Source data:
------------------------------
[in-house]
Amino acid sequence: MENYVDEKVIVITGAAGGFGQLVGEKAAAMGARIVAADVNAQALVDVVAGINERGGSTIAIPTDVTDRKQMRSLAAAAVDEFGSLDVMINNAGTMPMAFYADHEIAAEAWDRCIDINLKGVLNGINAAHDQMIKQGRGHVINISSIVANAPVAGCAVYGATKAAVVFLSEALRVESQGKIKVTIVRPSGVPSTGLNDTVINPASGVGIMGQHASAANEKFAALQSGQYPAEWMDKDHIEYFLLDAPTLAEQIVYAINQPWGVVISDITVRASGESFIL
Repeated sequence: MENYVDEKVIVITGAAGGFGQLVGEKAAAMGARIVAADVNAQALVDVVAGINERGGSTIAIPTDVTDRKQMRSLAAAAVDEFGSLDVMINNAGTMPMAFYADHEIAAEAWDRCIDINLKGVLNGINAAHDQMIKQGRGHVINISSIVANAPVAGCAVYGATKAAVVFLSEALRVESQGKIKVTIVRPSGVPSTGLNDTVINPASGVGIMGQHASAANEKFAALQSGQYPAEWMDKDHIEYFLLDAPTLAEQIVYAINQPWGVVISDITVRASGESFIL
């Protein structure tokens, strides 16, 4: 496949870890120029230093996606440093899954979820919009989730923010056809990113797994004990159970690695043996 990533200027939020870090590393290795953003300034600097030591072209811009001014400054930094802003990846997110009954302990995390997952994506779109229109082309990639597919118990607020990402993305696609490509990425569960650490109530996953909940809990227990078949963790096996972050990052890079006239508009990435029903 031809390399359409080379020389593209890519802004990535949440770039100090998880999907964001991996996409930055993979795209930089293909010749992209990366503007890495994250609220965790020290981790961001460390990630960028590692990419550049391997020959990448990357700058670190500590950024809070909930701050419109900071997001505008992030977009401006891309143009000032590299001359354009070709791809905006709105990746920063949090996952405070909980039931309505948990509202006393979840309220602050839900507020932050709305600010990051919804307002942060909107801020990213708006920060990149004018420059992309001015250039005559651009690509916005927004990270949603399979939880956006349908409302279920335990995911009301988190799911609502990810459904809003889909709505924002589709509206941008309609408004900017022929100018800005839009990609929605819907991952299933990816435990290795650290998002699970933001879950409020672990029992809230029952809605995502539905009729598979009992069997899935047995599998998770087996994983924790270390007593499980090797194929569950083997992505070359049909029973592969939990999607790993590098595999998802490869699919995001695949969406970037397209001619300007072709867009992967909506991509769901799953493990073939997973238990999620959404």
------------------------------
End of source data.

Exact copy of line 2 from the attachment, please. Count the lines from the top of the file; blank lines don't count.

Amino acid sequence: MENYVDEKVIVITGAAGGFGQLVGEKAAAMGARIVAADVNAQALVDVVAGINERGGSTIAIPTDVTDRKQMRSLAAAAVDEFGSLDVMINNAGTMPMAFYADHEIAAEAWDRCIDINLKGVLNGINAAHDQMIKQGRGHVINISSIVANAPVAGCAVYGATKAAVVFLSEALRVESQGKIKVTIVRPSGVPSTGLNDTVINPASGVGIMGQHASAANEKFAALQSGQYPAEWMDKDHIEYFLLDAPTLAEQIVYAINQPWGVVISDITVRASGESFIL